The Glass Castle
Adventures First, Explanations Take Such a Dreadful Time 12th Grade
William Yeats said, “I am of a healthy and long lived race, and our minds improve with age.” It’s true that as individuals face the world, they can only gain wisdom from exposure. For a young Jeannette Walls, it’s none other than her troubling life and great number of powerful experiences that mold her outlooks on the world. In her memoir The Glass Castle, she and her family constantly face hopeless challenges like starvation, homelessness, and addiction. From the desert to New York, Jeannette’s attitudes towards her family’s idealistic poverty and nomadic homelessness change over time from naive youthfulness to reflective acceptance.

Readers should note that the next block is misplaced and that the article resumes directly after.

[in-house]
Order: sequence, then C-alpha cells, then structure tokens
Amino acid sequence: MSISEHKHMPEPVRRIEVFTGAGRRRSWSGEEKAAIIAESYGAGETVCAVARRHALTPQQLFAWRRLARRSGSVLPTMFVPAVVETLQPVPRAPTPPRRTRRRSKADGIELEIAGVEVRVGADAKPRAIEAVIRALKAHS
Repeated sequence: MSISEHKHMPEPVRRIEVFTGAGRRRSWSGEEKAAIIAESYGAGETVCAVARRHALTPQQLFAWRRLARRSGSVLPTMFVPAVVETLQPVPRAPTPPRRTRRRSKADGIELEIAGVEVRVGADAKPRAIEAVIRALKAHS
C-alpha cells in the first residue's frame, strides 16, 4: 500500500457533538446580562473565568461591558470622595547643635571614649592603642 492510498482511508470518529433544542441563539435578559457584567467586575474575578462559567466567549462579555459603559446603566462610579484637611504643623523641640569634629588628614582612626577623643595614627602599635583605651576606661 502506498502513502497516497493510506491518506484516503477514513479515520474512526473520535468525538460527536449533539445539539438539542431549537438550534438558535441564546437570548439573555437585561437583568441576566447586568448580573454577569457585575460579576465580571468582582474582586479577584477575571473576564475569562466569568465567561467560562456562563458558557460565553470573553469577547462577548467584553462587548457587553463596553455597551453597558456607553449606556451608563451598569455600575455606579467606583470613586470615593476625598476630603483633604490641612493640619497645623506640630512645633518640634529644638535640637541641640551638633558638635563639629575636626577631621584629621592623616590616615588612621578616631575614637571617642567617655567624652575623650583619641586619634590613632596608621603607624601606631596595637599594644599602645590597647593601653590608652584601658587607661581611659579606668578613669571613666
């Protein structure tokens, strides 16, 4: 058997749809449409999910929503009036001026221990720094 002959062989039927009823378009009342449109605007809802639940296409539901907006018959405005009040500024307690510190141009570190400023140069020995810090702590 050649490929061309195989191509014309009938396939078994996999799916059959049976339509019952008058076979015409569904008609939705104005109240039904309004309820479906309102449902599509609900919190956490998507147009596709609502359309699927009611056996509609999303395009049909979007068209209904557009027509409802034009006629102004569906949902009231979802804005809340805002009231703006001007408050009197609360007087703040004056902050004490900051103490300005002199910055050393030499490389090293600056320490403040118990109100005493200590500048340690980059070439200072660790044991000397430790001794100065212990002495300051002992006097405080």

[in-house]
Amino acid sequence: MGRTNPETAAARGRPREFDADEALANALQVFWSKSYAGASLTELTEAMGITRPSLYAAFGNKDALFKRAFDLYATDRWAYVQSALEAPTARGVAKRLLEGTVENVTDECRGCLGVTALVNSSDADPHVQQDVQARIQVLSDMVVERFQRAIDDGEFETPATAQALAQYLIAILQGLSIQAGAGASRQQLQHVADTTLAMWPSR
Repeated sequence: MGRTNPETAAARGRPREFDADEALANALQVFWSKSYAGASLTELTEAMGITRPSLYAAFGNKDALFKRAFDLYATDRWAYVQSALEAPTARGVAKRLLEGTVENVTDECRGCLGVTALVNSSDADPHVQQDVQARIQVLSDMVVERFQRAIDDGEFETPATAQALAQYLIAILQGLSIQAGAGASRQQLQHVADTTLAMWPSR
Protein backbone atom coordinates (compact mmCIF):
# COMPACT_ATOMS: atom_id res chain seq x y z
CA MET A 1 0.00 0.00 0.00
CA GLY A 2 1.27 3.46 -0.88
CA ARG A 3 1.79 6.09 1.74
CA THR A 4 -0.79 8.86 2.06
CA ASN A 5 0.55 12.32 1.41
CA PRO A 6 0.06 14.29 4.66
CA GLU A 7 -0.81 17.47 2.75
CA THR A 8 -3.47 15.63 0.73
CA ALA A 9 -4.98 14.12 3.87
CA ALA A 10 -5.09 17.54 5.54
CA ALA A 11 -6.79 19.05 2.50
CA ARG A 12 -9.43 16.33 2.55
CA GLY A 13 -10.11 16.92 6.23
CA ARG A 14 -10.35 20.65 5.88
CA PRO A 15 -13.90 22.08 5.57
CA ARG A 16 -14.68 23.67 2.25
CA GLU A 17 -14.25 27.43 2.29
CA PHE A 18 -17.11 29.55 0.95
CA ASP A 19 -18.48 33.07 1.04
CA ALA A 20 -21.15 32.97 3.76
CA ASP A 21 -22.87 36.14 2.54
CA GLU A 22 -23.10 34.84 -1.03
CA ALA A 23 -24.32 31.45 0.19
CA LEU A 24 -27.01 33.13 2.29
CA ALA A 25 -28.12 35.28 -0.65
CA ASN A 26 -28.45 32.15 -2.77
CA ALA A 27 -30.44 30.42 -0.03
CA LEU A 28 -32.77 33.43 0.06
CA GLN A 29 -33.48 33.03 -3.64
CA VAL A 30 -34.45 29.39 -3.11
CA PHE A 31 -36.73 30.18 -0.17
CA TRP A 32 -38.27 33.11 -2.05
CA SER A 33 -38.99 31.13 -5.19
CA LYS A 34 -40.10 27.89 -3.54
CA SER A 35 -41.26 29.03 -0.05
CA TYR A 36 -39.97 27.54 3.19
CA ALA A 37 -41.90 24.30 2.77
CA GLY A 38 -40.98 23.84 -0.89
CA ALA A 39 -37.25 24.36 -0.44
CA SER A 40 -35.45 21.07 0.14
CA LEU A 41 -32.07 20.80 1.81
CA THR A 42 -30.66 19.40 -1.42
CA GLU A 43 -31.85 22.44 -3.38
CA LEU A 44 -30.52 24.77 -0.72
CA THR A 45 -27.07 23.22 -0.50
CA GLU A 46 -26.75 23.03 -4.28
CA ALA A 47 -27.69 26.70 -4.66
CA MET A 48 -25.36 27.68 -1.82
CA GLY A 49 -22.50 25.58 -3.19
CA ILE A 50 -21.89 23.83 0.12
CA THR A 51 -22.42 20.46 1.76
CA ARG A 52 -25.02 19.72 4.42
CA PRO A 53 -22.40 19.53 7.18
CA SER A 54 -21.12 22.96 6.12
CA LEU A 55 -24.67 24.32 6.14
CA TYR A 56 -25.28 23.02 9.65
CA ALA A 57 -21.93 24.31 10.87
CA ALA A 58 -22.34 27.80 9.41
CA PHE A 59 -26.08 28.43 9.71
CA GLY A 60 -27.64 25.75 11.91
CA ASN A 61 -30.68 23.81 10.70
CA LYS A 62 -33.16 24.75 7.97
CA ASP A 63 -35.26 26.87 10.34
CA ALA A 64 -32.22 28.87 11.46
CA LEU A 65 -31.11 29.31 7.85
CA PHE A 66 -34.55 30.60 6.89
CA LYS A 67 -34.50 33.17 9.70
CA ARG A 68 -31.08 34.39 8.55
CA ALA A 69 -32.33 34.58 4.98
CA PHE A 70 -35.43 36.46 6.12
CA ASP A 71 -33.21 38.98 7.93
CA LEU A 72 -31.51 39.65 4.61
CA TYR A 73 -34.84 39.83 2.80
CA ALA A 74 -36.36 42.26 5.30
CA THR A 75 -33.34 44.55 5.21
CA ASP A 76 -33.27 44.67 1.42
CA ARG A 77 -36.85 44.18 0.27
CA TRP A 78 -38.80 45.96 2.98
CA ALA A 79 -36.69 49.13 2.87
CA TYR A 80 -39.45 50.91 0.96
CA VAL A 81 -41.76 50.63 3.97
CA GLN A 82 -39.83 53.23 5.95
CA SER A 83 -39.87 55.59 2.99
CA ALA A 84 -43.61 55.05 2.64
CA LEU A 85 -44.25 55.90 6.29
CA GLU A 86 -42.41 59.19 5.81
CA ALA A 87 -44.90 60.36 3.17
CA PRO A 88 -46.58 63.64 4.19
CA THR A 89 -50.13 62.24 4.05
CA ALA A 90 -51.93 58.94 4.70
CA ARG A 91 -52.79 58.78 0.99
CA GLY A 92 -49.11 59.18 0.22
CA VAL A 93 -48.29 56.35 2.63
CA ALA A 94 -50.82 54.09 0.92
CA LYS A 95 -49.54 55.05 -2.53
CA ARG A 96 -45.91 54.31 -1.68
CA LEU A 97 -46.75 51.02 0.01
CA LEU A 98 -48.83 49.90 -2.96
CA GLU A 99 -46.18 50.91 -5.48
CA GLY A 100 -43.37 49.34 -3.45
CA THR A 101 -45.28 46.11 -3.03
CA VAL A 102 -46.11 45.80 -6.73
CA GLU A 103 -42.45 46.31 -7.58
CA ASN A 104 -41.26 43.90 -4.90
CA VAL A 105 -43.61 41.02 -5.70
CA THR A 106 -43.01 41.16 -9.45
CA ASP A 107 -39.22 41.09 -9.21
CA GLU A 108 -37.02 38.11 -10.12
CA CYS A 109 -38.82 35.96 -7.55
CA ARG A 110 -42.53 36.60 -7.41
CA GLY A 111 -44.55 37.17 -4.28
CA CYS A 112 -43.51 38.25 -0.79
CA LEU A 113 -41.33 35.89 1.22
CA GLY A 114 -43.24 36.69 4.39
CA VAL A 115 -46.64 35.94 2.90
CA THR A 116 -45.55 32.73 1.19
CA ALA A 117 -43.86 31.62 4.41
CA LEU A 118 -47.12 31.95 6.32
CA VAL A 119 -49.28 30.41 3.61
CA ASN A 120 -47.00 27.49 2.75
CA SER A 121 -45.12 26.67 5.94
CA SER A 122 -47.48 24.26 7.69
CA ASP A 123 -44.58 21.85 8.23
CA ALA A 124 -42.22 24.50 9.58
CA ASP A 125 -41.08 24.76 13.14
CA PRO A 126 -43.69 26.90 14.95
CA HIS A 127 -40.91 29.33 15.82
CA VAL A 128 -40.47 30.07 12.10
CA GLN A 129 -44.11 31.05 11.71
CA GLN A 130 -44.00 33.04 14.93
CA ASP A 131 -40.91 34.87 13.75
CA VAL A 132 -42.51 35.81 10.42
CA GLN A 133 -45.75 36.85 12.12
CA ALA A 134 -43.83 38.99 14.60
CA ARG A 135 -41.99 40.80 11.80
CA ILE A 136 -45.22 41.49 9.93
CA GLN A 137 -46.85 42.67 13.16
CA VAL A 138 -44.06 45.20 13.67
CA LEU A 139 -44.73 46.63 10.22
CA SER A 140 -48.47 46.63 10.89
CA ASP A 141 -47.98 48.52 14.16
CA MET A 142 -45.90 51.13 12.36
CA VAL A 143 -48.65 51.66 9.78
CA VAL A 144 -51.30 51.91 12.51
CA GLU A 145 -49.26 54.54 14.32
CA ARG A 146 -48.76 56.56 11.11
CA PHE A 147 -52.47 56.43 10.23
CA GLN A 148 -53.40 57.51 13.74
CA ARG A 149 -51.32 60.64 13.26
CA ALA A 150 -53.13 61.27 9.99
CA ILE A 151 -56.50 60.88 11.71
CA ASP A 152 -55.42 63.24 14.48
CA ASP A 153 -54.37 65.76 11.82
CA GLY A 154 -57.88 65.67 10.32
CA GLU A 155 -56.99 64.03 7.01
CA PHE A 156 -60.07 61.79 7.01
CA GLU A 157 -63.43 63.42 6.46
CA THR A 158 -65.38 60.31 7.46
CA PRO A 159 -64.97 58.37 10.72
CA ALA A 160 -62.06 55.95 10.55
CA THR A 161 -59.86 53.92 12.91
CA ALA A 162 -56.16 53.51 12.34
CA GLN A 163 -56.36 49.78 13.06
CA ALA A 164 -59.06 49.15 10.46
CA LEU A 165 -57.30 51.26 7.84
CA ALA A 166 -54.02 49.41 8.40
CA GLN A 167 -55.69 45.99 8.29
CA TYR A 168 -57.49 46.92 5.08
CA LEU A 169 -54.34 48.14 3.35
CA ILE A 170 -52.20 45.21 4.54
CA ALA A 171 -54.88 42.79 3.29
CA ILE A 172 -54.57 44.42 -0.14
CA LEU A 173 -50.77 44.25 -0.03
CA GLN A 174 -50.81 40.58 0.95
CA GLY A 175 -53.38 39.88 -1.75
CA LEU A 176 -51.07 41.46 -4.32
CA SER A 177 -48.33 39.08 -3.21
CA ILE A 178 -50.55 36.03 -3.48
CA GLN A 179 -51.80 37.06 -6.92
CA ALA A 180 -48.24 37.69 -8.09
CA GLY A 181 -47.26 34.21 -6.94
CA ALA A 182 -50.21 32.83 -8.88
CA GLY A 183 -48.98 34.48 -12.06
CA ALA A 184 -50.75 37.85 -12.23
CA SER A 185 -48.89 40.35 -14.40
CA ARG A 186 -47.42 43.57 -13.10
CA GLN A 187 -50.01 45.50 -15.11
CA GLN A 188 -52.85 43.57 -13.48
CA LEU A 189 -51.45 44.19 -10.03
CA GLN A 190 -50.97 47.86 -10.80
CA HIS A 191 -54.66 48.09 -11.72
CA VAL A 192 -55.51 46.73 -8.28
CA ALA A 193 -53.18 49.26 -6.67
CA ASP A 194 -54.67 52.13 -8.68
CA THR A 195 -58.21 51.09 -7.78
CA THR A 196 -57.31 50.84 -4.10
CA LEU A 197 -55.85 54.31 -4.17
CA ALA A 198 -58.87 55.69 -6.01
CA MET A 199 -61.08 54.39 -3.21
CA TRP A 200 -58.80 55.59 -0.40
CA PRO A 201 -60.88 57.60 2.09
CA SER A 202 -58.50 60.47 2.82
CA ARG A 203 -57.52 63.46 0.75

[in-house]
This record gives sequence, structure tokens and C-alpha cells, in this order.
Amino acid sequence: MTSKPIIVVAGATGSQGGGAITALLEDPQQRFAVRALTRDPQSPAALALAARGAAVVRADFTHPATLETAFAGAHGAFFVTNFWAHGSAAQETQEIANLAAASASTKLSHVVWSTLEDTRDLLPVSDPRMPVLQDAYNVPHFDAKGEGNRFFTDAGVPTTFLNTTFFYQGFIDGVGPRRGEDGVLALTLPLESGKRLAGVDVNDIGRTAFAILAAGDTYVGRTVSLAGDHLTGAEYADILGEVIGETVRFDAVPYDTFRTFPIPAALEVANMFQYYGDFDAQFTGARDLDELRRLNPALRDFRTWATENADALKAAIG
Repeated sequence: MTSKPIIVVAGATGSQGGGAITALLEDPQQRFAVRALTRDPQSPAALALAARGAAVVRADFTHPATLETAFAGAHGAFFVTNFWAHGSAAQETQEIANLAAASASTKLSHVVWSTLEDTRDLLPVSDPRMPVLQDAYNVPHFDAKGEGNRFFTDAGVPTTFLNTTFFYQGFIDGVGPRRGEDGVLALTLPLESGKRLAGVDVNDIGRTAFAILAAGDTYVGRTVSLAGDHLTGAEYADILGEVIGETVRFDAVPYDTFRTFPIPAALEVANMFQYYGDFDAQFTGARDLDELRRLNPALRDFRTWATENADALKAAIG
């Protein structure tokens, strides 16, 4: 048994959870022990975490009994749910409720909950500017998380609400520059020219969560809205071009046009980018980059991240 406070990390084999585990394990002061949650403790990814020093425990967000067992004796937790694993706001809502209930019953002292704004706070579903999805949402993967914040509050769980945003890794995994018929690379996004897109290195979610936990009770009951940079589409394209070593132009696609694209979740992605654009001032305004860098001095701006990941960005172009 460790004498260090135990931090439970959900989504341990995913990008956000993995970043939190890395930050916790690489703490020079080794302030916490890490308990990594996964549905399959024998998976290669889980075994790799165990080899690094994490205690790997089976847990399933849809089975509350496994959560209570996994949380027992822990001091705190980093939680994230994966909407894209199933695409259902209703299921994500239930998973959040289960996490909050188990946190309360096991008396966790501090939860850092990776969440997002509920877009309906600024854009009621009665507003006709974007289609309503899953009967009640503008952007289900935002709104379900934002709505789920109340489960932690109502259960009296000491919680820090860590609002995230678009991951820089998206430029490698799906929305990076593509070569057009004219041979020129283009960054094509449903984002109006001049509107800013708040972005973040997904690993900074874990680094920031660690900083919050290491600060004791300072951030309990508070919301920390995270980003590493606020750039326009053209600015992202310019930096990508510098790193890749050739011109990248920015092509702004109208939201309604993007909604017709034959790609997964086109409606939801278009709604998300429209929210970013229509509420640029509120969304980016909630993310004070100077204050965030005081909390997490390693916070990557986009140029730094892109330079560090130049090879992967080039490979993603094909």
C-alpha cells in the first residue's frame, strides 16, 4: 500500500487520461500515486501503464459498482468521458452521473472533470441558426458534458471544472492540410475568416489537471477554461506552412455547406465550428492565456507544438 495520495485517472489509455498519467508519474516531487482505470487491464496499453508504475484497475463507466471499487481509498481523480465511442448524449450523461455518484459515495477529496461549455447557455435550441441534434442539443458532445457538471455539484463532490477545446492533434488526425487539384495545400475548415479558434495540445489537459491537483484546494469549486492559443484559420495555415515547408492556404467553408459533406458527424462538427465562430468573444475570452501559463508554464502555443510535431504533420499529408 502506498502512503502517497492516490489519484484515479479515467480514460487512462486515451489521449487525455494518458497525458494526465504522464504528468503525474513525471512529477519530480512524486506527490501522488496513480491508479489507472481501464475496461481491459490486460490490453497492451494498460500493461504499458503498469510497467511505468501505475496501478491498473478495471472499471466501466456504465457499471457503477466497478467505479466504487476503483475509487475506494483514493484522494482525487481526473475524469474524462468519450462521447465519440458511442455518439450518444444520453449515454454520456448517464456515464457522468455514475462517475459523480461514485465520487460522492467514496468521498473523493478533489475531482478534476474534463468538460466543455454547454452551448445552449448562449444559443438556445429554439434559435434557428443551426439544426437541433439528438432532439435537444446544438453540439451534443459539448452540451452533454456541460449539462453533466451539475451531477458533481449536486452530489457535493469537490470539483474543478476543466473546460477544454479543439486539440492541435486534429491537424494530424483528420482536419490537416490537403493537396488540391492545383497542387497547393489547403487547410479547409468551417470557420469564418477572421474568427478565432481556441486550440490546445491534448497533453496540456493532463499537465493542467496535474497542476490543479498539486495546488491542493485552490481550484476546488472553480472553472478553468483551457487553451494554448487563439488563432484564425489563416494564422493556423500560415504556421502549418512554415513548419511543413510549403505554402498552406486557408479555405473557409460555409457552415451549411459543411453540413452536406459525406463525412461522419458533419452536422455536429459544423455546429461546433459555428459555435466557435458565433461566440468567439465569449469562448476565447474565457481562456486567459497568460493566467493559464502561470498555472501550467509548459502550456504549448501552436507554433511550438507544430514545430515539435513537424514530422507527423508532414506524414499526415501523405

For the Walls, coping with extreme poverty, haphazard relocation, and virtual homelessness is pretending that their life is an “incredibly fun adventure” (Walls 85), and for young Jeannette, the mere concept of “adventure” is more than enough to eliminate many of her worries about their uncertain lifestyle. Describing one desert night, she recounts, “...we slept under the stars...Dad said that was part of his plan...I told Lori how lucky we were to be sleeping out under the sky like Indians. ‘We could live like this...
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